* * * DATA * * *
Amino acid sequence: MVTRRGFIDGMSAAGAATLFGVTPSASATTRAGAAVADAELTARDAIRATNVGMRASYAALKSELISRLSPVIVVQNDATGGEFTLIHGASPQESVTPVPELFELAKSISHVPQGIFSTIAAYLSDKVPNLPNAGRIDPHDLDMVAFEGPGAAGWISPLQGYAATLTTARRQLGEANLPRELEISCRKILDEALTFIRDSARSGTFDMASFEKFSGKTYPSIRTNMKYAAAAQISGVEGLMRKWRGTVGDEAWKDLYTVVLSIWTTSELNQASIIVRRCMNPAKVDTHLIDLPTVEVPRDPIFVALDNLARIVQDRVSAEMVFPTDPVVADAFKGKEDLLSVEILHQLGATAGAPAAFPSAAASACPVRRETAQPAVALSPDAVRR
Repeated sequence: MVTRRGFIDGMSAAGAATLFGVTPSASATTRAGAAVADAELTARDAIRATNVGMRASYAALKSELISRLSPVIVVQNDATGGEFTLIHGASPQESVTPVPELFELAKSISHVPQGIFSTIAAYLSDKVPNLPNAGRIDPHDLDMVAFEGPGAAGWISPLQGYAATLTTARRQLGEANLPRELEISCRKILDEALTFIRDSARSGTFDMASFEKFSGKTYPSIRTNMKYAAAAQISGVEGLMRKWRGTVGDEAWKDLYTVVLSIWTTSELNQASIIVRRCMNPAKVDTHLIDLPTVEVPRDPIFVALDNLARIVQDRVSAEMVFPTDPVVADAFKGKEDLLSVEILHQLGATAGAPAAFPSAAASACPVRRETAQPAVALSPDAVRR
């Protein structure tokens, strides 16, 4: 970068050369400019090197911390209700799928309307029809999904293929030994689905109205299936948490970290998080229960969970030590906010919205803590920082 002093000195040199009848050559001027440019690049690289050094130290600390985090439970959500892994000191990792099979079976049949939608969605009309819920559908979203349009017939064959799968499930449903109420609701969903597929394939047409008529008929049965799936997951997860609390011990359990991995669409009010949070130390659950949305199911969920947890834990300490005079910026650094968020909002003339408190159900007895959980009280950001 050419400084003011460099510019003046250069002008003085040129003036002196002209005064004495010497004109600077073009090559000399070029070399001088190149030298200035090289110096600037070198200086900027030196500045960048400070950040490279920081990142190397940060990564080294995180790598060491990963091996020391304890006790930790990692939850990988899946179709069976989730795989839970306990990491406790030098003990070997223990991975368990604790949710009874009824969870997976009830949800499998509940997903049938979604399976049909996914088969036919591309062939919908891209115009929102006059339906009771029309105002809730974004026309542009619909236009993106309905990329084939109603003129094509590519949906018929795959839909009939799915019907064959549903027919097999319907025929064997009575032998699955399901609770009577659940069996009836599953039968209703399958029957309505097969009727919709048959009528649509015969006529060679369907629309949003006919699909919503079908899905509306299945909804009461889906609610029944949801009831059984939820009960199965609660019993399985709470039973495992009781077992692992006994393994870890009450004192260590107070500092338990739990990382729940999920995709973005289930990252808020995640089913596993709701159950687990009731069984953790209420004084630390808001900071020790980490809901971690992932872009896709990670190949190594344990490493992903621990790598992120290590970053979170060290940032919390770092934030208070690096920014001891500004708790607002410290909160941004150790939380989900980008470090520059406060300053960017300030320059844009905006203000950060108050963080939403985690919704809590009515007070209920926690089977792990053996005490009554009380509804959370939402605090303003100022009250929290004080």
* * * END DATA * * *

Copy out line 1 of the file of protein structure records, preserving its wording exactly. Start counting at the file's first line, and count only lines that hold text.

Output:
Amino acid sequence: MVTRRGFIDGMSAAGAATLFGVTPSASATTRAGAAVADAELTARDAIRATNVGMRASYAALKSELISRLSPVIVVQNDATGGEFTLIHGASPQESVTPVPELFELAKSISHVPQGIFSTIAAYLSDKVPNLPNAGRIDPHDLDMVAFEGPGAAGWISPLQGYAATLTTARRQLGEANLPRELEISCRKILDEALTFIRDSARSGTFDMASFEKFSGKTYPSIRTNMKYAAAAQISGVEGLMRKWRGTVGDEAWKDLYTVVLSIWTTSELNQASIIVRRCMNPAKVDTHLIDLPTVEVPRDPIFVALDNLARIVQDRVSAEMVFPTDPVVADAFKGKEDLLSVEILHQLGATAGAPAAFPSAAASACPVRRETAQPAVALSPDAVRR